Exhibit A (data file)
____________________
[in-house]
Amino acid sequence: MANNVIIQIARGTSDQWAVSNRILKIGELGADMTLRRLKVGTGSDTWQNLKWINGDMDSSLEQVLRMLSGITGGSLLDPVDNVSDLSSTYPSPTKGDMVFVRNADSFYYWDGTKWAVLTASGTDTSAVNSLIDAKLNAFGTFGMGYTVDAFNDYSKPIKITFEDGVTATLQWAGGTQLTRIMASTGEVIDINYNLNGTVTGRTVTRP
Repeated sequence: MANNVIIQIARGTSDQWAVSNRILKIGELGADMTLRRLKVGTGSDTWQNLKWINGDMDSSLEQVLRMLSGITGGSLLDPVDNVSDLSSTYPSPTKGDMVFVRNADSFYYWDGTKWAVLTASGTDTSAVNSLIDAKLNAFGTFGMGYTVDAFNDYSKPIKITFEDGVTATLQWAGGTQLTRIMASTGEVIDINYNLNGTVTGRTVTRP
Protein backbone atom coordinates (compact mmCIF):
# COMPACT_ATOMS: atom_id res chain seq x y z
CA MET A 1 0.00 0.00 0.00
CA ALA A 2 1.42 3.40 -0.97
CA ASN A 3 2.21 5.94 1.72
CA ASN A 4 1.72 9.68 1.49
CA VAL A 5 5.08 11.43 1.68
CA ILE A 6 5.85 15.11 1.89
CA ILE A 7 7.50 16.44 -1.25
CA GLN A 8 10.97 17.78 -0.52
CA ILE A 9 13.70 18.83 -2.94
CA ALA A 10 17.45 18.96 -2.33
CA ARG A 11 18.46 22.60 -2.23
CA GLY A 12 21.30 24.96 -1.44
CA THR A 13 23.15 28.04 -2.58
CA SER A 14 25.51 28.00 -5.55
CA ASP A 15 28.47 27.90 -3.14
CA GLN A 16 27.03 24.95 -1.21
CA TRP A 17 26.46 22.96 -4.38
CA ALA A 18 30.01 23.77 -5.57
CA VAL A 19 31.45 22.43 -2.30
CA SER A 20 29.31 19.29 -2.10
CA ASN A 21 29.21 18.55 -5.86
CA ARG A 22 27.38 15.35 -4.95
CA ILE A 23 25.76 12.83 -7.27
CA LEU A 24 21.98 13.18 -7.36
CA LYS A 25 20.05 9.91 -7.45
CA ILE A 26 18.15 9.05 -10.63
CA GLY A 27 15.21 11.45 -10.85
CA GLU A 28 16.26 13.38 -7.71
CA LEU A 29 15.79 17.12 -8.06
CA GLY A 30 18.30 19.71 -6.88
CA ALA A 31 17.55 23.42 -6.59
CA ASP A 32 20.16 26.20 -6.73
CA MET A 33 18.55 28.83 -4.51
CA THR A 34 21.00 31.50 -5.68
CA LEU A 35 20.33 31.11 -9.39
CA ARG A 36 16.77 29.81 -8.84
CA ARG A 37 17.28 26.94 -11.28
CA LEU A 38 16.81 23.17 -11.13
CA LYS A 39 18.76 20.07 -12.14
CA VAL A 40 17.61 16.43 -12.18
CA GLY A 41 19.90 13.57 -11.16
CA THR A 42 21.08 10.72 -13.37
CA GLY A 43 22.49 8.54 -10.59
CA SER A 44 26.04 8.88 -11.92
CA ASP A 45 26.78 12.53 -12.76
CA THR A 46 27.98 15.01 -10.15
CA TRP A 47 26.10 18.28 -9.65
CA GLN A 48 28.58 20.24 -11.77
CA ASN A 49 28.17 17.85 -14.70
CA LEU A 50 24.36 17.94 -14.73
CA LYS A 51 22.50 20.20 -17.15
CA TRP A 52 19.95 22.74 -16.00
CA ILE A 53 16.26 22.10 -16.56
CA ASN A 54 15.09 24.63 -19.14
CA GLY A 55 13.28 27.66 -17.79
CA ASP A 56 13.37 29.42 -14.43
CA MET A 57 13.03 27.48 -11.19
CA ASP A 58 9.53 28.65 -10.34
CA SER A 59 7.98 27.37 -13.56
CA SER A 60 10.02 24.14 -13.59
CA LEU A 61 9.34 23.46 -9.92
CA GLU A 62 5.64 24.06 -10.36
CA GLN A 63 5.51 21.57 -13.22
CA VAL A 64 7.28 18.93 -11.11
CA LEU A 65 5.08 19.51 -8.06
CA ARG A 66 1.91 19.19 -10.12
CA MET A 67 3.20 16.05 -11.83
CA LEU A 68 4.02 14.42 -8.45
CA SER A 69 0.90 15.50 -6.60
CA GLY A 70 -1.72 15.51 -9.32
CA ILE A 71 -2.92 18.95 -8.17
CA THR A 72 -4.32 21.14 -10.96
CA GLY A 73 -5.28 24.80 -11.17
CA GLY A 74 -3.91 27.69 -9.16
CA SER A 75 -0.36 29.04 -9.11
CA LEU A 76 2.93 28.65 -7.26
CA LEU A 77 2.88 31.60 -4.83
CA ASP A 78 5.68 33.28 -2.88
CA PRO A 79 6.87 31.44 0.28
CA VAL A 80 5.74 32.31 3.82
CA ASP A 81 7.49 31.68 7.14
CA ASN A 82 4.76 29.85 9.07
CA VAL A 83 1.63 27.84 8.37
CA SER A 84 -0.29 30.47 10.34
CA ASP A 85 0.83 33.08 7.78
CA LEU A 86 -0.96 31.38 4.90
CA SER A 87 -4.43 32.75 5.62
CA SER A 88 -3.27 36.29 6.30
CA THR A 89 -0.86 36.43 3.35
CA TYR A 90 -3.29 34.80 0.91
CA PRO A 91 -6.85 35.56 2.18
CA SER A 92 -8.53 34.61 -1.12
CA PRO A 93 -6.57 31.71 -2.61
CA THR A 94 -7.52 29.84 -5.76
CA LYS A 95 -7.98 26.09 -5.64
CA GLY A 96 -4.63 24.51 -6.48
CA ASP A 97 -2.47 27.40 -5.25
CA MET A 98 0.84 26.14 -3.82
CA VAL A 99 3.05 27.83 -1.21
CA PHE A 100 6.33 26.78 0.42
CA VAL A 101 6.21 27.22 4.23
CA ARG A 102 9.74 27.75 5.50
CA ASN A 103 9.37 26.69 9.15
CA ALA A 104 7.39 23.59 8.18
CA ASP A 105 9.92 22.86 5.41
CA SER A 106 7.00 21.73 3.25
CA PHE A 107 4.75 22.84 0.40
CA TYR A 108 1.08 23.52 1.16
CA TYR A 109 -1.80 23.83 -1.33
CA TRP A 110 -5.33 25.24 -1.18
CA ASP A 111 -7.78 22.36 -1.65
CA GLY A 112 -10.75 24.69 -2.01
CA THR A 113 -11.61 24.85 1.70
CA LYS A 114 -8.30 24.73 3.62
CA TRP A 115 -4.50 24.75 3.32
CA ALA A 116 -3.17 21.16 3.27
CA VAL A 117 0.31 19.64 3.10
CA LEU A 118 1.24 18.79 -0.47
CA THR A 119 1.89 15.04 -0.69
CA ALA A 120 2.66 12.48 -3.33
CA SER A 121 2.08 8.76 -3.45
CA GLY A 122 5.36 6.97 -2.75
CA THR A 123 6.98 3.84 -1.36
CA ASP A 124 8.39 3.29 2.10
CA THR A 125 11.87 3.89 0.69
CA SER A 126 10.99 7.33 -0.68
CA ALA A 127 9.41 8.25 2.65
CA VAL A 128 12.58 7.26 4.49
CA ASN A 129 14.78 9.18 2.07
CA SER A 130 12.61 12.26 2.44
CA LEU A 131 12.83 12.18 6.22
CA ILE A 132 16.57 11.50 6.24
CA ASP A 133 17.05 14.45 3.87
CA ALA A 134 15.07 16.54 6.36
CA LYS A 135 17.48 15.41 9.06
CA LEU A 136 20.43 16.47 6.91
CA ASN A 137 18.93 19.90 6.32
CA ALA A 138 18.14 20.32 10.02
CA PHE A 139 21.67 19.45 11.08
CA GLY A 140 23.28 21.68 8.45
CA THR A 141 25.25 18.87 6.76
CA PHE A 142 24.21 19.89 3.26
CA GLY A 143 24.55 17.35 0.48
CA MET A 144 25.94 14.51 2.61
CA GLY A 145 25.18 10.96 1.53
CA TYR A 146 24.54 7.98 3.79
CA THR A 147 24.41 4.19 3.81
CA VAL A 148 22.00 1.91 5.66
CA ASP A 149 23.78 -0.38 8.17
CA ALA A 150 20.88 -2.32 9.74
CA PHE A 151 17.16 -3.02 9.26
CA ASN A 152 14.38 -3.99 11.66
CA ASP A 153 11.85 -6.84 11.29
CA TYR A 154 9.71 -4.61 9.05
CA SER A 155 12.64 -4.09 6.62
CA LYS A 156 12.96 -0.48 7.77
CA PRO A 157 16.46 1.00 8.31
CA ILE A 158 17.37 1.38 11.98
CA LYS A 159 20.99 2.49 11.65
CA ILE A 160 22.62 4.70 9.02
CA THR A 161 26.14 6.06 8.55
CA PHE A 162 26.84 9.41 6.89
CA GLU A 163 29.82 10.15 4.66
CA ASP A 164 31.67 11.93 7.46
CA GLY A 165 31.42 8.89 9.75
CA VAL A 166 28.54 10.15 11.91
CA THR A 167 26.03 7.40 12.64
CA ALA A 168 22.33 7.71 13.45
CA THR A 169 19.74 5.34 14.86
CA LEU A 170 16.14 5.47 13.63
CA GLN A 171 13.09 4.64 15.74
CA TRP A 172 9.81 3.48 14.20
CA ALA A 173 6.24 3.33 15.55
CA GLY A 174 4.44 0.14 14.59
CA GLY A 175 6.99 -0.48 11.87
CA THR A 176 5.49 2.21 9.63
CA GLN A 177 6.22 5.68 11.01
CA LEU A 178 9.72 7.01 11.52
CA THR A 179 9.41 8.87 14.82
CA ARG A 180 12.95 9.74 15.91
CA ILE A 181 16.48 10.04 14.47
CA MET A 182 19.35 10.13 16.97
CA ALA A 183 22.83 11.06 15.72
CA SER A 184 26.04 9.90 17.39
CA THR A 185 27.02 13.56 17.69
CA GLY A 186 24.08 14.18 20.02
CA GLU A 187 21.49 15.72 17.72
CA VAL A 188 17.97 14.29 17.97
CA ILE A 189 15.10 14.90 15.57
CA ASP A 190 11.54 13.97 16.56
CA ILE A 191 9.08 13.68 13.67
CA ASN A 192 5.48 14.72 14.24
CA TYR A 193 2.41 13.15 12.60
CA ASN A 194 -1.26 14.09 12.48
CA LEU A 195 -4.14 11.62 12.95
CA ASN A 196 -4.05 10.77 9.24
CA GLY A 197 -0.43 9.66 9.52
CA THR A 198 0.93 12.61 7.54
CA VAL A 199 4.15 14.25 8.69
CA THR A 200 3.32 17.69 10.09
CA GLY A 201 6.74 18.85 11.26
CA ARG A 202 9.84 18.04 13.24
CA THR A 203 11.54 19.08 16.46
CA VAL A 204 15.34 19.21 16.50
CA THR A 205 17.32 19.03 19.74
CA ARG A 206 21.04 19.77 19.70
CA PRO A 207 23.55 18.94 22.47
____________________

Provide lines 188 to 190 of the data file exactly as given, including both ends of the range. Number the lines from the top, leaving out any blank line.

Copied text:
CA ALA A 183 22.83 11.06 15.72
CA SER A 184 26.04 9.90 17.39
CA THR A 185 27.02 13.56 17.69